Interoperable connections: Why some pharma companies are setting stricter deadlines than the FDA

April 14, 2023

As time dwindles to the FDA's November 27, 2023 deadline for DSCSA enforcement, some pharmaceutical trading partners are still struggling with the complex challenge of forming DSCSA interoperable connections. After the deadline, serialized data will need to accompany prescription drug products every time they change ownership. The law states that trading partners must use a “secure, interoperable, electronic manner” to exchange transaction data “prior to, or at the time of, each transaction.”

The data (Transaction Information and Transaction Statement, abbreviated as TI and TS) needs to include a Product Identifier that captures a package’s serial number and expiration date, enabling individual serialized tracking. This is a change from exchanging data at the lot level, usually done electronically via Advance Shipping Notice (ASN). Companies across the industry are now onboarding GS1’s Electronic Product Code Information Services (EPCIS) standard, and are working with their trading partners to create the connections needed to securely exchange them.

The process is key to successfully implementing DSCSA without interruptions, to the point where some pharmaceutical companies are leveraging their own fines for partners who don't meet internal deadlines (which are often months ahead of the official DSCSA deadline, to ensure that no disruptions occur in November).

Forming Point-To-Point Connections

Under DSCSA’s interoperability requirements, a business in the pharma supply chain must form a point-to-point connection with each trading partner. These connections exist not only to exchange data securely, but to ensure that any party involved can trace a given single product’s complete history through the supply chain, from manufacturing to the patient-facing dispenser. This is the goal of item-level traceability, ensuring that businesses can find and remove damaged, illegitimate, or dangerous products from the supply chain. From there, they can investigate the issue for related problems that may have wider effects.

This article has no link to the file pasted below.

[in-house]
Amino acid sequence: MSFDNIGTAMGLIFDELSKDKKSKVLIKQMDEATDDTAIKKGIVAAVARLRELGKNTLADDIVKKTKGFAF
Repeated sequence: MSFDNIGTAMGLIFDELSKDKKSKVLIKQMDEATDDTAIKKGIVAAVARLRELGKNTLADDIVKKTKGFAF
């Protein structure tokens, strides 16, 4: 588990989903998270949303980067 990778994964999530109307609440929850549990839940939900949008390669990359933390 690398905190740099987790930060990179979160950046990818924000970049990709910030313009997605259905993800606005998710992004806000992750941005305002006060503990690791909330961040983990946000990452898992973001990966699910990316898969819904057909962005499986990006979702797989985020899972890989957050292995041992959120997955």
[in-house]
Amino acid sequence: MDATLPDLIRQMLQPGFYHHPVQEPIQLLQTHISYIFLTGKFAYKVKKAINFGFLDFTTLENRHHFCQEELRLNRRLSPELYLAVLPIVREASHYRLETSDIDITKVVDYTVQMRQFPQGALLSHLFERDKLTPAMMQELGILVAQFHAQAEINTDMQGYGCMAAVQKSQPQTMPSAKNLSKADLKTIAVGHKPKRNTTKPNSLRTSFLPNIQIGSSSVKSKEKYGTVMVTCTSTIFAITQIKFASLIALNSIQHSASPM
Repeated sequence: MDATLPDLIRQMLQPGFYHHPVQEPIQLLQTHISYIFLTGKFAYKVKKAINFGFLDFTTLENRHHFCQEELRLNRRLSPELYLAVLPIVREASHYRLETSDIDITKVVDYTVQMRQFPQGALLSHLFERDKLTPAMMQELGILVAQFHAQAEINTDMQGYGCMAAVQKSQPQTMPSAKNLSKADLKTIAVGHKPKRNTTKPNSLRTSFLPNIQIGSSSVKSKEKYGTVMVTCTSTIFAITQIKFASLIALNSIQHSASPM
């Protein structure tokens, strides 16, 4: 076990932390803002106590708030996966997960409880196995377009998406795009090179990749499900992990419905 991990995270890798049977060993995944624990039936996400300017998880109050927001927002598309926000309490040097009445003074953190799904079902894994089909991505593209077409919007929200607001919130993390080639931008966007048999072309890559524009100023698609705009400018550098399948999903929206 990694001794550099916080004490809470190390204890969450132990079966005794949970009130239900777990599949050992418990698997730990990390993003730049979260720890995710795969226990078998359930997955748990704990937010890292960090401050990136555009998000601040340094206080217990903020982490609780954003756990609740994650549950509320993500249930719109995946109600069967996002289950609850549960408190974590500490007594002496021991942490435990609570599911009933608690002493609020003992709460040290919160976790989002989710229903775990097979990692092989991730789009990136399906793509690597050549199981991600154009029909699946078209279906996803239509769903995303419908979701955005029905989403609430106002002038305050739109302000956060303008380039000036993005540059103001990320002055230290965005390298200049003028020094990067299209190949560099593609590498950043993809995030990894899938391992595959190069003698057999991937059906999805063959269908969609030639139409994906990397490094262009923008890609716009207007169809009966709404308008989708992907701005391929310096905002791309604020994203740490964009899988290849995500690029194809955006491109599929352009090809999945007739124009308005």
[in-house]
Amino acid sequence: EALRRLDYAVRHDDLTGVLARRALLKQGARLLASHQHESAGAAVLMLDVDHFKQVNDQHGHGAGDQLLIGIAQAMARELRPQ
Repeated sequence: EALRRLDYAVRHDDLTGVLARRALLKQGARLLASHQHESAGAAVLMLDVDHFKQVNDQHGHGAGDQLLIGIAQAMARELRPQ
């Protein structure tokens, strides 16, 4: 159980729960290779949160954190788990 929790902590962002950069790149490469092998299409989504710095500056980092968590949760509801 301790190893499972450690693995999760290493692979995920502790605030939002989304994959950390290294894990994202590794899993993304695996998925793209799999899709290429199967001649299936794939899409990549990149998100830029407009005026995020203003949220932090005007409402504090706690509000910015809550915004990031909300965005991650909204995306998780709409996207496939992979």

This presents a technical challenge for many organizations, particularly those with large numbers of buyers or sellers. Any company in the pharma supply chain will need to be able to access the system of any given trading partner to exchange or confirm transaction data. For example, a company with 50 trading partners will need to support 50 separate point-to-point connections.

Each of these connections can take two to six weeks to complete, and it can take as many as eight more weeks to qualify a connection under the Computer System Validation requirement (from the FDA’s CFR 21 Part 11 compliance). This is an essential element, as misconfigured or incomplete data exchanges can cause delays and other serious impacts.

Effective collaborations on interoperability are essential throughout the supply chain. A single company’s efforts to comply with DSCSA serialization can still be ineffective if its data can’t be read by a partner. Similarly, an incomplete technical setup can make the exchange too labor-intensive to be easily repeatable. Companies that fall behind on interoperability may find themselves incurring extra costs for labor and problem-solving. Additionally, they risk losing out on the benefits of traceability.

Speeding Up DSCSA Interoperability

In 2022, LSPedia sought a way to speed up the process of creating, testing, and qualifying DSCSA interoperable connections, which resulted in our partnership with SAP to offer fully pre-configured connections.

Our teams collaborated on the computer system qualification for AS2 network connections necessary to send DSCSA EPCIS data files. The publication of the Operational Qualification Report last August showed that LSPediA and SAP had deployed reliable infrastructure and connections for a Third Party Integrator.

For customers using SAP’s ATTP, the time needed to connect with LSPedia trading partners for EPCIS data exchanges can now be reduced by half or more. LSPedia and SAP also provide compliant qualification documents to support pharma companies’ audit and retention policies.

Considering the complexity of the task, the time left to form these connections may be tight for your organization. If you haven’t yet begun to prepare your data management resources and coordinate with your trading partners, it’s a good idea to start now, guided by experts at DSCSA implementation. Contact LSPedia today, or write to us at